1. Question about Nikita Khrushchev, “The Secret Speech”
Khrushchev say about Stalin as a leader that he did not act by persuasion by means of explanations and patient collaboration with people, but by imposing his conceptions and demanding absolute submission to his opinion. Anyone who objected to his conception or tried to explain his point of view and the correctness of his position was destined to be cut off from the ruling community and later destined to moral and physical annihilation (Barratt, & Slaughter, 1998).
2-3. Questions about the underworld music by Vysotskii and Severnyi:
This is not just a clarification of the objects of hunting. The context is such that even the seemingly meaningfully erased definition of “gray” (which, at the same time, may seem superfluous at first: meaning that wolves are sulfur, is well-known) turns out to be significant: they are bleeding from the last line of the refrain, stains red flags, snow. Together, they paint the slaughter scene in hard, eye-cutting gray-white-bloody tones. These color spots attract particular attention primarily because in Vysotsky's song poetry, words denoting color are very rare. The stronger, sharper is their impact, the more significant is their presence.
3. Why do you think songs like Arkadii Severnyi's “In the Clink” were not allowed to be performed at official (government-sanctioned) venues? (Before typing your answer, consider this: what was the sole criterion for measuring art works in the Soviet Union and to what extent did Severnyi’s work fit this guideline?)
yes, I think songs like Arkadii Severnyi's “In the Clink” were not allowed to be performed at official (government-sanctioned) venues because these are the government property. It should be kept for some secrets. The sole criterion for measuring art works in the Soviet Union is the past historical scriptures.
4-5. Questions about Stephen Handelman, “Thieves World” (excerpt from Comrade Criminal Russia’s New Mafiya) and “The Rise and Rise of the Russian Mafia” by BBC NEWS:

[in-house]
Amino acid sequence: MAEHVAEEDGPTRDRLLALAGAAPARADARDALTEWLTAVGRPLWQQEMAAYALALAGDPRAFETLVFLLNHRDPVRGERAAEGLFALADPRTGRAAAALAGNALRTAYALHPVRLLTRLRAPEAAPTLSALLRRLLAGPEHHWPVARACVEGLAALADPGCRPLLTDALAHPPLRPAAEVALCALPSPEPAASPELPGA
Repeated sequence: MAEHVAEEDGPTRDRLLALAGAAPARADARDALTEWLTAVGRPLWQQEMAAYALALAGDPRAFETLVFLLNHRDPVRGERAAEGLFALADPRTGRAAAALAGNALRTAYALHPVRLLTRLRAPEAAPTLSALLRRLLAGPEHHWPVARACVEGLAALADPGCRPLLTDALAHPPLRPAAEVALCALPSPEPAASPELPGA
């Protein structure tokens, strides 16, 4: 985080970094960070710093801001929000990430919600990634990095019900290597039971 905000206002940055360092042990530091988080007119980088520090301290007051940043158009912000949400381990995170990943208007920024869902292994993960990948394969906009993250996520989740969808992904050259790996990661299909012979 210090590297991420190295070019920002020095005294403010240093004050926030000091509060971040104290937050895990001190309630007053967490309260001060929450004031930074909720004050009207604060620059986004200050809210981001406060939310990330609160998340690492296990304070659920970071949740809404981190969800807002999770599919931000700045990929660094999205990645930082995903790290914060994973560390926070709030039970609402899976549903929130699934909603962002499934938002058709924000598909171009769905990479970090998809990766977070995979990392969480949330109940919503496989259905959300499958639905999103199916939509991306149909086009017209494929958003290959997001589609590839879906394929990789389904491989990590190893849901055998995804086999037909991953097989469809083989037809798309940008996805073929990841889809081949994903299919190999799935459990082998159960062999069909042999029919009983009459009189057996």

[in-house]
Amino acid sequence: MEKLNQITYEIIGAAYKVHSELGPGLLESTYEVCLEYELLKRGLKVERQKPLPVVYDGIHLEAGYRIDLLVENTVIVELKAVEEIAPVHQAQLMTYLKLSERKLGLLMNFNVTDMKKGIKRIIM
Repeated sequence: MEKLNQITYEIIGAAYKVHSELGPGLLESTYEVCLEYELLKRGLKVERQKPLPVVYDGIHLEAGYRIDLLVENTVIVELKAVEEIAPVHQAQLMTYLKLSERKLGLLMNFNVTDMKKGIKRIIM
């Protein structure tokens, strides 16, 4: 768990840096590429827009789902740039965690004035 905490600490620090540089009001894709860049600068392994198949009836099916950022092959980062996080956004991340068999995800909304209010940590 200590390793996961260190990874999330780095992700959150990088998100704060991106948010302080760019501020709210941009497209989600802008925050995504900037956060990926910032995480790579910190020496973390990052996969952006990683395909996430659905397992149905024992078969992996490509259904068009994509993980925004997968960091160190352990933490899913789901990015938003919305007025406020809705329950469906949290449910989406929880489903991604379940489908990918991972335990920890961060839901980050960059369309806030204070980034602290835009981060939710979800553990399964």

4. Based on the Handelman’s piece, explain how the new Russian mafia influenced Russia’s development in the 1990s: which socio-economic—criminal and not so much—activities did the Russian mafia conduct?
Hoodlums started to flourish amid the Brezhnev time when the Soviet economy was stagnating. Criminals known as "hoodlums in law" (vory y zakone) started to fill the hole, providing extravagances, for example, pants, cigarettes, vodka, biting gum and howdy fi hardware to the individuals who could bear the cost of them. The Soviet-period hoodlums stayed under the radar, realizing great they would finish up in the gulags on the off chance that they paraded their evil gotten riches (Handelman 1994).
5. According to Handelman and the BBC piece, what were the factors that might have resulted in the rise of the Russian mafia in the 1990s?
According to Handelman an BBC report, The Russian mafia is not a new concept however its prompt development and increasing readiness to use dangerous violence is disturbing law implementation officers international Criminals started to thrive throughout the Brezhnev age while the Soviet frugality was festering (Handelman).
6. Question about Aleksei Balabanov’s Brother (1997):
Does Danila believe that his actions are for the common good? If so, how does he justify his actions? If not, what is his motivation, then? How do we characterize him and his role as a hero?
After two years of military service in the Red Army, Danila Bagrov returns to civilian life. Soon he can not bear being confined to his hometown and decides to join his older brother, settled in St. Petersburg. He discovers that the young man, far from being the businessman he claims to have become, is in fact a hit man on behalf of the local mafia. Danila follows the same path. However, he does not lose his moral sense and continues to help the disinherited he meets on his bloody road.
McCauley M. The Khrushchev Era 1953-1964. Routledge; 2017 Aug 15.
Handelman S. The Russian'Mafiya'. Foreign Affairs. 1994 Mar 1:83-96.
Handelman S. When Crime-Fighting Fails: the Case of Russia. InSocial Capital and Social Cohesion in Post-Soviet Russia 2016 Sep 16 (pp. 134-147). Routledge.
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